'Innocent rate' at 1st trial hits decade-high 2.9% in 2007

The Supreme Court said Monday that 2.9% of defendants who denied criminal charges were found innocent at their initial trails in 2007, marking the highest level in a decade. Other data by the Supreme Public Prosecutors Office indicated that more district courts have declined to accept depositions, which show defendants’ confessions, as evidence. In several cases, whether the confessions were voluntary or credible was the focus of dispute.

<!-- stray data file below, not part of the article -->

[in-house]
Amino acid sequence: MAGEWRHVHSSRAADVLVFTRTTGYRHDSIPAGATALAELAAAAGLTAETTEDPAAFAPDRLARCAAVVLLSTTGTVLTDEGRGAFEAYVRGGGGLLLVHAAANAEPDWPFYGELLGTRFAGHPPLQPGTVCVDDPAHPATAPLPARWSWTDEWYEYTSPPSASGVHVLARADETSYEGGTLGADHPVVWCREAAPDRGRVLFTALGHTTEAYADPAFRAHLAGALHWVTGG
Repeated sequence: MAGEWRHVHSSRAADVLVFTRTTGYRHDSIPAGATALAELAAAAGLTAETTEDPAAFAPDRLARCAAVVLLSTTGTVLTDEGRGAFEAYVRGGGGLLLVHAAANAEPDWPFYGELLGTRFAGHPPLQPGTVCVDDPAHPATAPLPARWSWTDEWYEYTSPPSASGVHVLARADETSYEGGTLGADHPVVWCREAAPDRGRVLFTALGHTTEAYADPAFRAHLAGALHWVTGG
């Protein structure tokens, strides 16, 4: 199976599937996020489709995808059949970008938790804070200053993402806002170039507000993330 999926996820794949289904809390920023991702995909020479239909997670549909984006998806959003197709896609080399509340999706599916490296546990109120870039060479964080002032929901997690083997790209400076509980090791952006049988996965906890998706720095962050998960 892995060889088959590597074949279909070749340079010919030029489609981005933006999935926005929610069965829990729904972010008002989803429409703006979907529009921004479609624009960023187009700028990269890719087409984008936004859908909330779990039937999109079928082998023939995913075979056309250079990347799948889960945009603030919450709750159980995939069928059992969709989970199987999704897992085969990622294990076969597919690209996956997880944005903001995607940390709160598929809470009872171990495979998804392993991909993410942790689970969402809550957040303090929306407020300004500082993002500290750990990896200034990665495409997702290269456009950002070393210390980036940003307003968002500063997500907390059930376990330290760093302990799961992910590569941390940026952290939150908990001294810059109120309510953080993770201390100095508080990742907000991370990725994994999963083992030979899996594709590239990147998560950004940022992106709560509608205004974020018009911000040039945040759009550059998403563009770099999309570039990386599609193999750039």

The circumstances suggest district courts are assessing evidence more strictly prior to the introduction of a lay judge system next year. The so-called ‘‘innocent rate’’ at the initial trial was up from 2.6% in 2006 after hovering above 2% since 2003, according to the top court’s Criminal Affairs Bureau. District courts handed down rulings on 69,238 defendants last year, of whom 4,984 denied the charges against them. Of the 4,984, 97 were found fully innocent and 48 partially innocent.